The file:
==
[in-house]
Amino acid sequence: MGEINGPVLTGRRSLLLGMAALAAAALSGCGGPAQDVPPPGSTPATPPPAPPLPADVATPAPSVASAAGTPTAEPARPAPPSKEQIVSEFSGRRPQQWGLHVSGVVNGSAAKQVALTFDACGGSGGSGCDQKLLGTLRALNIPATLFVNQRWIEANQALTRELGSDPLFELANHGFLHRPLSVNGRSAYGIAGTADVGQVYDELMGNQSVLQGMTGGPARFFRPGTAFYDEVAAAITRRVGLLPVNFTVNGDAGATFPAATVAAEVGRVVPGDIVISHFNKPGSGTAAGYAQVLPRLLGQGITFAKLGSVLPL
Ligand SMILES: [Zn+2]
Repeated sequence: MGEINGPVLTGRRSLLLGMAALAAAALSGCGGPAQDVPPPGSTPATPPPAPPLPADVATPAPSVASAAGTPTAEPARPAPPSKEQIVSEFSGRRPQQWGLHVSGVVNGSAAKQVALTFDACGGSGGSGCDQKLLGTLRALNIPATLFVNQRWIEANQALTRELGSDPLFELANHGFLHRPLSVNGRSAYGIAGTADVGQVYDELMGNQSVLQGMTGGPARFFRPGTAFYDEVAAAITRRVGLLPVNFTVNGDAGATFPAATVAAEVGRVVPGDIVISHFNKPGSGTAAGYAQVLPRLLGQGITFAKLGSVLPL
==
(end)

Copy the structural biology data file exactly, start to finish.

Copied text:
[in-house]
Amino acid sequence: MGEINGPVLTGRRSLLLGMAALAAAALSGCGGPAQDVPPPGSTPATPPPAPPLPADVATPAPSVASAAGTPTAEPARPAPPSKEQIVSEFSGRRPQQWGLHVSGVVNGSAAKQVALTFDACGGSGGSGCDQKLLGTLRALNIPATLFVNQRWIEANQALTRELGSDPLFELANHGFLHRPLSVNGRSAYGIAGTADVGQVYDELMGNQSVLQGMTGGPARFFRPGTAFYDEVAAAITRRVGLLPVNFTVNGDAGATFPAATVAAEVGRVVPGDIVISHFNKPGSGTAAGYAQVLPRLLGQGITFAKLGSVLPL
Ligand SMILES: [Zn+2]
Repeated sequence: MGEINGPVLTGRRSLLLGMAALAAAALSGCGGPAQDVPPPGSTPATPPPAPPLPADVATPAPSVASAAGTPTAEPARPAPPSKEQIVSEFSGRRPQQWGLHVSGVVNGSAAKQVALTFDACGGSGGSGCDQKLLGTLRALNIPATLFVNQRWIEANQALTRELGSDPLFELANHGFLHRPLSVNGRSAYGIAGTADVGQVYDELMGNQSVLQGMTGGPARFFRPGTAFYDEVAAAITRRVGLLPVNFTVNGDAGATFPAATVAAEVGRVVPGDIVISHFNKPGSGTAAGYAQVLPRLLGQGITFAKLGSVLPL